Burberry, the English iconic brand, revealed a new logo and monogram in August 2018. The rebranding took place under the direction of the fashion house’s chief creative officer Riccardo Tisci, with the collaboration of Peter Saville, the renowned British art director and graphic designer.
Riccardo Tisci’s was inspired by “a logo from 1908 and a Thomas Burberry monogram” while visiting the house’s archives. The final logo is designed in a sans serif font (Bodoni font, previously) and the monogram showcases a honeyed background with interlocking T’s and B’s, which stands for “Thomas Burberry” – the brand’s founder.
Burberry’s branding endeavor holds multiple challenges including working around a brand that holds strong historical foundations, maintaining a point of differentiation, and creating a communication strategy aligned with the new direction of the brand.
A historical brand
The rebranding of a fashion house in the luxury sector is an important business decision, even more so when the house is Burberry, a brand that embodies values such as tradition, British elegance, and history. A brand that is also well known for a specific pattern – the iconic check design, a Scottish tartan design with a beige base, accented by black, red, and white – one that was untouchable until now.
“Historically, Burberry’s logotype was appropriate to the trench coat’s utilitarian nature, ” Peter Saville confides to Dezeen.com on the rebranding. “Burberry needed an identity that is fluid and able to cross over into all the categories that are required of a big luxury clothing and accessories brand – something to transcend the company provenance without denying it.” The strategic move undeniably indicates a strong shift from tradition to modernity since it is the first rebranding since 1999 for the fashion house. It also represents Riccardo Tisci’s first major footprint since his nomination as the new creative officer of Burberry back in March 2018.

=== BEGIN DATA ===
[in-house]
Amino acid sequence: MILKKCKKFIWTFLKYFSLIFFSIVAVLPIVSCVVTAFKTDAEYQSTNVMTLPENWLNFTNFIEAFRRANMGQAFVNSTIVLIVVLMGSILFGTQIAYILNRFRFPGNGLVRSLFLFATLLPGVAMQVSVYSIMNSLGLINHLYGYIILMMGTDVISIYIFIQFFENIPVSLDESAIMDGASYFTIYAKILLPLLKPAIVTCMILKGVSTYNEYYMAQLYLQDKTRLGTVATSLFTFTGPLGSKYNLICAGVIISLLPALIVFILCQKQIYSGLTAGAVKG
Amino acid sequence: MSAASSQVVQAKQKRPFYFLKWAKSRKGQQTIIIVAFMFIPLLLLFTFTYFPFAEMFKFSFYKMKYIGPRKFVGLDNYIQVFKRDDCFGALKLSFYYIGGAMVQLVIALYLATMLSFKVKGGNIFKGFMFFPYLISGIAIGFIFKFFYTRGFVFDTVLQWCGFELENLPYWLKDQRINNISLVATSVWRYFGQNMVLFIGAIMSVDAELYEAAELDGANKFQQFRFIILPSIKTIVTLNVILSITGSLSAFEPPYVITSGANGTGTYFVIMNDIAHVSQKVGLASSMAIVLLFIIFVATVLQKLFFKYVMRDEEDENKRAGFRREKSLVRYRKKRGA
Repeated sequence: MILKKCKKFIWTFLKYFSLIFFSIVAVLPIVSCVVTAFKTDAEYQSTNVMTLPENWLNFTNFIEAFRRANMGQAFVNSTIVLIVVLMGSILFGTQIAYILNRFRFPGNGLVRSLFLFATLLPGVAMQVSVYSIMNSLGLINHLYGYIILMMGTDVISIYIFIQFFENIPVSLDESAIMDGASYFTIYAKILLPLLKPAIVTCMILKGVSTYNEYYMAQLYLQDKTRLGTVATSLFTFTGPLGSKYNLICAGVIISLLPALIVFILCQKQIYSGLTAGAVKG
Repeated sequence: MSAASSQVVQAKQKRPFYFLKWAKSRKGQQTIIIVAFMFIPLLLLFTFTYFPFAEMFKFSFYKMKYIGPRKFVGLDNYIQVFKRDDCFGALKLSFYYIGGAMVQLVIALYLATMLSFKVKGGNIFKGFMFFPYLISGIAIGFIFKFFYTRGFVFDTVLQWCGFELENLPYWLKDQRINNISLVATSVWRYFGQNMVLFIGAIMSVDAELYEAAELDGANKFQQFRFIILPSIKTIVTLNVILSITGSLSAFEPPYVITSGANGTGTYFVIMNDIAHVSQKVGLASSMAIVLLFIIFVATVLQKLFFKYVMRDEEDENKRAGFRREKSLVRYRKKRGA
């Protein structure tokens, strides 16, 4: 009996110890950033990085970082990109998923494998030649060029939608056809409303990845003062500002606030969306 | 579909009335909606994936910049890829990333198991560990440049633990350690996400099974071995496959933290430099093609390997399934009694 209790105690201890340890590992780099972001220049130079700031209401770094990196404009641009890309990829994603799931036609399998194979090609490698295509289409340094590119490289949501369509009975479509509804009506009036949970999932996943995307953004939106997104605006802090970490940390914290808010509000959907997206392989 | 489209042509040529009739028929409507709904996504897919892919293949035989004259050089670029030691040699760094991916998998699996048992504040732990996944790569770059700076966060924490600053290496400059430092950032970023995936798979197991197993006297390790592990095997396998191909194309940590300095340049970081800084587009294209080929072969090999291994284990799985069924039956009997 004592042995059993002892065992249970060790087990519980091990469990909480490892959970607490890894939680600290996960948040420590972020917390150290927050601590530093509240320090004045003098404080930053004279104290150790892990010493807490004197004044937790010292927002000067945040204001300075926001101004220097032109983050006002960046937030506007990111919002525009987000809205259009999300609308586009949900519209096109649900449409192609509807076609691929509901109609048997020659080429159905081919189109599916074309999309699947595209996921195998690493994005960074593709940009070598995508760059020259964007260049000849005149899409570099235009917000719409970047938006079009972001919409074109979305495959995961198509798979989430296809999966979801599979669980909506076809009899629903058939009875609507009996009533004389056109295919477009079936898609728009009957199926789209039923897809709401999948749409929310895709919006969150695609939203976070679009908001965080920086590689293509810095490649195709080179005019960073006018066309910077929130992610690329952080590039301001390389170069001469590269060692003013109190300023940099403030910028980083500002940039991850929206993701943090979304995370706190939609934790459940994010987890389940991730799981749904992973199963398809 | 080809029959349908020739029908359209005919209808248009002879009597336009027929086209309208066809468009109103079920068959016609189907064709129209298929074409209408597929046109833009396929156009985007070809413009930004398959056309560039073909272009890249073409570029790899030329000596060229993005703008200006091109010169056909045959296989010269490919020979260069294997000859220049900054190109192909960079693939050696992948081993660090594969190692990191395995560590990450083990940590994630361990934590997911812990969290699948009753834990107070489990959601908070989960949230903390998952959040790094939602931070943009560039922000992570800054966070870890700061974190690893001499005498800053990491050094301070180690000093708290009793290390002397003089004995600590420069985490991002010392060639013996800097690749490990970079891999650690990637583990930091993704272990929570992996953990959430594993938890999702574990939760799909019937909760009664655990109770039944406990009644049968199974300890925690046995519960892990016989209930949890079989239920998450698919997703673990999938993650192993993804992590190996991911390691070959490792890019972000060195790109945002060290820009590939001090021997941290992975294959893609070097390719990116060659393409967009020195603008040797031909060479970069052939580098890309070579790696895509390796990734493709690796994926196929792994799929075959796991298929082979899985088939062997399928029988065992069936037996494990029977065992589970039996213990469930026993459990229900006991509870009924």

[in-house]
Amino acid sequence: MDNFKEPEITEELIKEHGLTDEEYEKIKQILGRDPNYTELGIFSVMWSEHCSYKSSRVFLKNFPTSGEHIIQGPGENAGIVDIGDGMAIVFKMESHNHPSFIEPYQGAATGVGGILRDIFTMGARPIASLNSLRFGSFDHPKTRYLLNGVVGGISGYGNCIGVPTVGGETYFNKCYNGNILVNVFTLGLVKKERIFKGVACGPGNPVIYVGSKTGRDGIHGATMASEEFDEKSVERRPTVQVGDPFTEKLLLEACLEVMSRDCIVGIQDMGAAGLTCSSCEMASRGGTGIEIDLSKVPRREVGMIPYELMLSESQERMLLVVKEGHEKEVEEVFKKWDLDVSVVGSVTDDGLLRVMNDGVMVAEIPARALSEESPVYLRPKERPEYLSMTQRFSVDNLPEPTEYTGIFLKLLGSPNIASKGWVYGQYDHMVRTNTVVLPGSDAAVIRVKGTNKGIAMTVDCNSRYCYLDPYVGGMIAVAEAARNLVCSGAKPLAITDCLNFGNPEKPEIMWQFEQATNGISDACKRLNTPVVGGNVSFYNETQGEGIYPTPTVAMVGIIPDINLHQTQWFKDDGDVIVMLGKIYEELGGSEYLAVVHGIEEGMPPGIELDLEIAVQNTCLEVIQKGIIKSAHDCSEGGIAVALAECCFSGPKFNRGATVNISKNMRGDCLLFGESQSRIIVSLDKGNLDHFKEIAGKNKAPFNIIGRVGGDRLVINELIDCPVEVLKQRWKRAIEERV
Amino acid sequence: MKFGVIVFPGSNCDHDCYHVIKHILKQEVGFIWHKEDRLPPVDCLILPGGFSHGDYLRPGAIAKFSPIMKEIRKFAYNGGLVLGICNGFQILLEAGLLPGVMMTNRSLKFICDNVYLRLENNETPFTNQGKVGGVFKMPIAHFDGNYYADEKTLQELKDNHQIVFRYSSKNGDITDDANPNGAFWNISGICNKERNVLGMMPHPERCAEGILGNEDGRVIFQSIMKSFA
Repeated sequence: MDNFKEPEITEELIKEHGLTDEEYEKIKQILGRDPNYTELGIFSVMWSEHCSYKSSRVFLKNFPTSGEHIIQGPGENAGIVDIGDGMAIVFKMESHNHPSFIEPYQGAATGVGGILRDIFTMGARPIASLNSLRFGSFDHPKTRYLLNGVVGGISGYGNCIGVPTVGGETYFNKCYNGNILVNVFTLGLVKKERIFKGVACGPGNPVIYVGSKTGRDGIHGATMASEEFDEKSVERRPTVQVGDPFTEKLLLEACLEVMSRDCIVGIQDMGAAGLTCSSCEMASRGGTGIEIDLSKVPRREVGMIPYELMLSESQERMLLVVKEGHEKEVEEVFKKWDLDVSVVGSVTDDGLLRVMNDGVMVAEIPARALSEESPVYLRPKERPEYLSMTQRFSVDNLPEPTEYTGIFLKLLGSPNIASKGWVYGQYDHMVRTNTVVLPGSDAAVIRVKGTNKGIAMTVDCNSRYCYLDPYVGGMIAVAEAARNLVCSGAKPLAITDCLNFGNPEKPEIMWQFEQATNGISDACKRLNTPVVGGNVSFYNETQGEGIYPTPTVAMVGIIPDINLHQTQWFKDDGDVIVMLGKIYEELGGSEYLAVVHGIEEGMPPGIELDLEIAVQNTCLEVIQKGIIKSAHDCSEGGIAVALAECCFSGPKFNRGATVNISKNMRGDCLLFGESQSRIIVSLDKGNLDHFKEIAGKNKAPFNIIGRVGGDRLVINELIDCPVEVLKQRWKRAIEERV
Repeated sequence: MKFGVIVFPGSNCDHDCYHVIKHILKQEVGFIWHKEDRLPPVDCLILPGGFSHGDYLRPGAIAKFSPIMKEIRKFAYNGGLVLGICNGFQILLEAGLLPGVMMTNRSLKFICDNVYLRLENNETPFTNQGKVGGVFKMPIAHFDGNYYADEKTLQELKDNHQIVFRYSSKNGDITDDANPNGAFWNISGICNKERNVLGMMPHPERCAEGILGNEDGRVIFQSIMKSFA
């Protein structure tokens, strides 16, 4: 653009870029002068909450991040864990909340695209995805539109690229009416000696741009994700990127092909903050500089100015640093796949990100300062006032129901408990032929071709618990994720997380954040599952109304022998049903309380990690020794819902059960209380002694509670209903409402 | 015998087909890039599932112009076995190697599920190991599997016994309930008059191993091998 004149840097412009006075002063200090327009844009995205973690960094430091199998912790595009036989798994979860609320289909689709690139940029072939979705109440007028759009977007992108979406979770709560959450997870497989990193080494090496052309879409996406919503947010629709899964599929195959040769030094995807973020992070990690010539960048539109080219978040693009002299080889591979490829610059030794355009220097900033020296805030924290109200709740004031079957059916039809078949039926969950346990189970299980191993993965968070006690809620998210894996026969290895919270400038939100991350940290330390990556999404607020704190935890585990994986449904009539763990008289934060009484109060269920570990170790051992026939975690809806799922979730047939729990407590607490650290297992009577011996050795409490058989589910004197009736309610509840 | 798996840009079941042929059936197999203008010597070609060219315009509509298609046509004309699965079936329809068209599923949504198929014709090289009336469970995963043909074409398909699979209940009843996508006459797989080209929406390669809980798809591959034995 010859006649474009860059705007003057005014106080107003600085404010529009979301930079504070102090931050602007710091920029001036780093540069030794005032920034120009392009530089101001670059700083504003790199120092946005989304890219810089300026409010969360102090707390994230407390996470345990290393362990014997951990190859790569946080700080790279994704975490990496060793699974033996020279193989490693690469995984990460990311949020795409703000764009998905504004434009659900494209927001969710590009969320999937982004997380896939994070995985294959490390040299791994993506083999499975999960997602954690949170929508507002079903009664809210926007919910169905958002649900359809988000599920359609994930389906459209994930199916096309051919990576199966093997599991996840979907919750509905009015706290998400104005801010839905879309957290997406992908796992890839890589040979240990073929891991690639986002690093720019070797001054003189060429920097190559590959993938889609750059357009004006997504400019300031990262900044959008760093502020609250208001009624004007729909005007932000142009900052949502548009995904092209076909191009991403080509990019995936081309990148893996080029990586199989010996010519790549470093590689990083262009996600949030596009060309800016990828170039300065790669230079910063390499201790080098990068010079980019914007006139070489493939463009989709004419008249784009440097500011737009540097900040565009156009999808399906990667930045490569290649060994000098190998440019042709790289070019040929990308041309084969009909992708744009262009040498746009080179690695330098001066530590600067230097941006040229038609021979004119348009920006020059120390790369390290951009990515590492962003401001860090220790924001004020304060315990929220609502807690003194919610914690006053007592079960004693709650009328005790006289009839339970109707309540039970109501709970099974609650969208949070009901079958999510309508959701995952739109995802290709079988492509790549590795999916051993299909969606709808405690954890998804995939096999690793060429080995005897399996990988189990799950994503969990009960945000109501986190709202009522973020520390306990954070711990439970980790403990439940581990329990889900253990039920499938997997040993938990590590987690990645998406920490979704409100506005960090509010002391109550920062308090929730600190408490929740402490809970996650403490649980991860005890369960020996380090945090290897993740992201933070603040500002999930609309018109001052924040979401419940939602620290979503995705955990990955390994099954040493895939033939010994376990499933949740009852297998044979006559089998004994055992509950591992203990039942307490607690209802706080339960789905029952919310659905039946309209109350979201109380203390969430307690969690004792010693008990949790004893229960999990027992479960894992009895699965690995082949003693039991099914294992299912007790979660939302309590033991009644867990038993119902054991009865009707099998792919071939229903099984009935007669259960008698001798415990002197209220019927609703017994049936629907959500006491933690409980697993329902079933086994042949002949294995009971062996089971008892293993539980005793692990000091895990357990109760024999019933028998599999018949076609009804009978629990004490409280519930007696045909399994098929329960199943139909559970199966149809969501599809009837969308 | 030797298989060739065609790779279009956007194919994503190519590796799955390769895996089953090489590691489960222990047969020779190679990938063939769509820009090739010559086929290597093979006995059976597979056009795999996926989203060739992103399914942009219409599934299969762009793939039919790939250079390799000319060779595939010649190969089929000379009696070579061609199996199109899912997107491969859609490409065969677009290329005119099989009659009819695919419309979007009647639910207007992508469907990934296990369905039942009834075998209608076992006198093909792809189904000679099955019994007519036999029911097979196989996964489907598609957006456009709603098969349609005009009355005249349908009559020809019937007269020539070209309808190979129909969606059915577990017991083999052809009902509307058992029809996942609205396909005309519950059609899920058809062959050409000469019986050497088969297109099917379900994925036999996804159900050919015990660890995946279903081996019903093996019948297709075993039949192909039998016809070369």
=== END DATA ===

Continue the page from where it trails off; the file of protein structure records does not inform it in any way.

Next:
The differentiation factor
The differentiation aspect in branding is essential to remain relevant and visible to customers. While this was a point already achieved with the previous branding, the current version appears to hold similarities with current competitors and mainstream trends in the sector. Indeed, 80’s-90’s vintage resurgence trends and the popularity of monograms, logos, and prints appear to be a current inspiration for Burberry’s new monogram. Influences such as high fashion meets low fashion or competitors (Gucci, notably) might have impacted the current creative direction of Burberry. Additionally, the minimalism of the new logo holds similarities with this recent rebranding: Calvin Klein, made under the direction of the same designer selected by Burberry.
A communication 2.0
Riccardo Tisci shared information about the rebranding through Instagram posts and stories, eventually revealing internal communications between him and Peter Saville regarding the creative process involved in the project. This type of communication strategy showcases 3 important points: the now well-established importance of social media for luxury brands, a new type of communication – for the luxury sector – that pushes for transparency with audiences, and a clear focus on millennials and new generations of customers.